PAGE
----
Most of the country’s 26 million people are below 25 years of age, so they grew up with smartphones, computers, satellite televisions. So frankly speaking, the overwhelming majority of the Saudi people spend more time googling information from all of the world, including pornography, than they do in the mosque praying. So religion for most Saudis is of no relevance at all even though they may go to prayer or listen to their fathers, unlike me when I was growing up in Saudi Arabia. There was absolutely nothing for me except praying, fasting, and obeying authority. Most of the Saudi population today does not do any of that stuff. They are afraid, of course, they have to praise the king and his son and everything else.

They have to do that especially since Prince Muhammad came to power, the oppression, and suppression, and terrorism against the Saudi people have never been higher than they are right now. Even though our media – not all of it, but a lot of our media especially prior to the assassination of Jamal Khashoggi, he was a hero to them. He was a modernizer and he was ‘going to recreate a new state’. Well, he is not, frankly speaking. Prince Muhammad is the least educated person of King Salman’s sons. He has a bunch of them. He is the least educated, especially secularly. He went to a Saudi school and he studied Shariah law, which is one of the most backward systems in the world. Everybody knows that. Nobody knows more than Clare Lopez because she has studied it more than I have.

So the thing here is the country’s unpredictable future is the result of a breaking of the old Saudi tradition, the Saudi royal family tradition where things get arranged in the family; compromise, bargaining, and then the senior son of the King will probably become the King. They have to divide the pieces of cake, who is going to get what. So they agree to all of this before a king even needed to be king, long before that. So when the current king dies, then the second one is already known to everybody. Well, when King Salman took over in January 2015 when King Abdullah died, he eliminated that traditional process and he actually marginalized all of the princes. Some of them are very powerful. You have 2,000 active princes and maybe 10,000 children, grandchildren, and relatives like that. So the royal family is a tribe by itself.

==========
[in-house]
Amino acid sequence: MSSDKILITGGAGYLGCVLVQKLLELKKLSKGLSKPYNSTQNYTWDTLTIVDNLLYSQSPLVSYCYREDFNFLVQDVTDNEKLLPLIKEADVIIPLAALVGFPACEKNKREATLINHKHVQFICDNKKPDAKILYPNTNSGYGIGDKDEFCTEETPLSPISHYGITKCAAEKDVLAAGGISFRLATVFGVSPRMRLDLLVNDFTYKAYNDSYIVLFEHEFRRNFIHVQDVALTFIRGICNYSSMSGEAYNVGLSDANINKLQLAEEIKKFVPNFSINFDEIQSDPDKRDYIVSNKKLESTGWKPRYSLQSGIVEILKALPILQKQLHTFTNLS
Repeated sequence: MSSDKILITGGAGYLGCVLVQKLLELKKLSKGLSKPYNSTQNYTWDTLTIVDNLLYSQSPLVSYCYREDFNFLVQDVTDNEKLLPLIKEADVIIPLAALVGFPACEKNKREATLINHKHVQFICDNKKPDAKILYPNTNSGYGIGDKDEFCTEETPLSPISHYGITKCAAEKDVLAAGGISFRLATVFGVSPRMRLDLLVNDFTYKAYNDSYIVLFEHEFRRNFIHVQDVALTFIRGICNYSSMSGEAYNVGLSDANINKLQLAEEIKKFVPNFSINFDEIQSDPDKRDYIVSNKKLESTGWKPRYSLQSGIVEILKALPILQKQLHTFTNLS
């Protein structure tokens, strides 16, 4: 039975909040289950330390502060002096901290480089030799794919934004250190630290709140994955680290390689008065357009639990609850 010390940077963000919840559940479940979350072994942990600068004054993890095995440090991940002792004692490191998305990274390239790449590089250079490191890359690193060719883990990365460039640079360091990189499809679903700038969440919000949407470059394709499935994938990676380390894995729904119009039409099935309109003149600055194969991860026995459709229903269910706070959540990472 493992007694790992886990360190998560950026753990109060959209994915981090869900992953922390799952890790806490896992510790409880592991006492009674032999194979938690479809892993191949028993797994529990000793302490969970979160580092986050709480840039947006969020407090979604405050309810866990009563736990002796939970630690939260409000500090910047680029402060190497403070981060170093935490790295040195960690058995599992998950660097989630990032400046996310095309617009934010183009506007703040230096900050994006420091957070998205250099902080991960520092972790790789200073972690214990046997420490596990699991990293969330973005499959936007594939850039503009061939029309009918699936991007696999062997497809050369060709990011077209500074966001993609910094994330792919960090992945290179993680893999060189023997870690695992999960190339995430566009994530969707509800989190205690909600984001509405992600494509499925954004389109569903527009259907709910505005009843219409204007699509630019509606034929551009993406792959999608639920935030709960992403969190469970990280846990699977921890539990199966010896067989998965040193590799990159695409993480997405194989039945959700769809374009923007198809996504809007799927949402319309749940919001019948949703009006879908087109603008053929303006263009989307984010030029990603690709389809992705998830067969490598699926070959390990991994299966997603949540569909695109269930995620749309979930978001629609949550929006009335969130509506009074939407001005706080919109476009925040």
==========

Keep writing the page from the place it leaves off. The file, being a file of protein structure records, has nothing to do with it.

So he eliminated the traditional transition and put all of the power in his son’s hands, his son’s, not like the old tradition. And now the Saudi people, with whom I am in touch all the time, discretely, indirectly, cheatingly, but I am in touch with them, a lot of people, intellectuals, media people, women, Saudi women. Now many of them are being tortured and raped in prison. You did not hear much about it in our media. Human rights is not in our current government agenda at all.

The biggest danger to the current system and the stability of the country is not actually from abroad. It is not from Iran, it is not from Israel. It is not from anybody. It is from within. You have a large group of princes who have been marginalized in prison and actually their property has been confiscated by this Prince Muhammad and his father. So now it becomes – the Saudis call it – the Kingdoms of Salman’s, Salman’s Kingdom, because all the power now is in Salman’s son’s hands. The security, the military, the economy, the heritage, everything is in their hands. Everybody else is gone.

The religious establishment have been curtailed because King Salman himself is an extremely reactionary Islamist. He is an Islamist himself actually. He said Wahhabism and the Shariah law are the only hope for humanity. So if you guys do not become Shariah followers and if you do not become Qur’an readers, you all go to hell as far as he is concerned. This is documented. One thing about me: I will not tell you anything that I cannot substantiate because that is all I have to offer, my credibility actually.

The royal family has been fragmented, marginalized, and they are mad as hell. Most of them actually are under house arrest. They cannot leave the country. One of the people you probably have heard about or know about is Prince Al Waleed, the multi-billionaire guy. He was among the people who were incarcerated in the Ritz Hotel in Riyadh. He has an empire all over the world actually. That has been taken away from him. It is managed now by somebody other than him. He cannot leave the country.

One of the biggest punishments – this is interesting, something for you to know – one of the biggest punishments the Saudi government uses it not to let you leave the country. That tells you the punishment is to live in the country. That is exactly what it is. That is the biggest punishment.

So imagine Prince Al Waleed who has about ten airplanes, including a 747, gold-plated plane. All you have to do is Google him and it will show you his airplanes, his mansions, and stuff like that. He cannot leave the country. For him that is a death sentence. So you have this fragmentation of the ruling family and the religious establishment, and the overwhelming majority of the Saudi population, especially the youth, the 75% between the ages of 25 or below, despite the initiative, despite Prince Muhammad allowing women to drive or go to sport arenas or introducing movies – these things are not revolutionary. These things are not innovative steps. Everybody has been doing this for the last 400 years. Since movies came, people were going to movies. Since cars came, women have been driving cars.